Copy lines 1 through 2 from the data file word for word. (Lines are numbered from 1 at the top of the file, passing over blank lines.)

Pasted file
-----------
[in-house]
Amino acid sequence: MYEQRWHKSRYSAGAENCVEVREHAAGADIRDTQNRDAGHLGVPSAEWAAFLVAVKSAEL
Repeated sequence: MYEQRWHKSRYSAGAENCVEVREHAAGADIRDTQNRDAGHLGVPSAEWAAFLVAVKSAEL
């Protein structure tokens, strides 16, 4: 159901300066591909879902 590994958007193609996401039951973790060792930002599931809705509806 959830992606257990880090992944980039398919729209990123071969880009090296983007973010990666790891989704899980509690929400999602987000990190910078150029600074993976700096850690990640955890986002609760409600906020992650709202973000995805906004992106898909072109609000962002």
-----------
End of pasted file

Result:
[in-house]
Amino acid sequence: MYEQRWHKSRYSAGAENCVEVREHAAGADIRDTQNRDAGHLGVPSAEWAAFLVAVKSAEL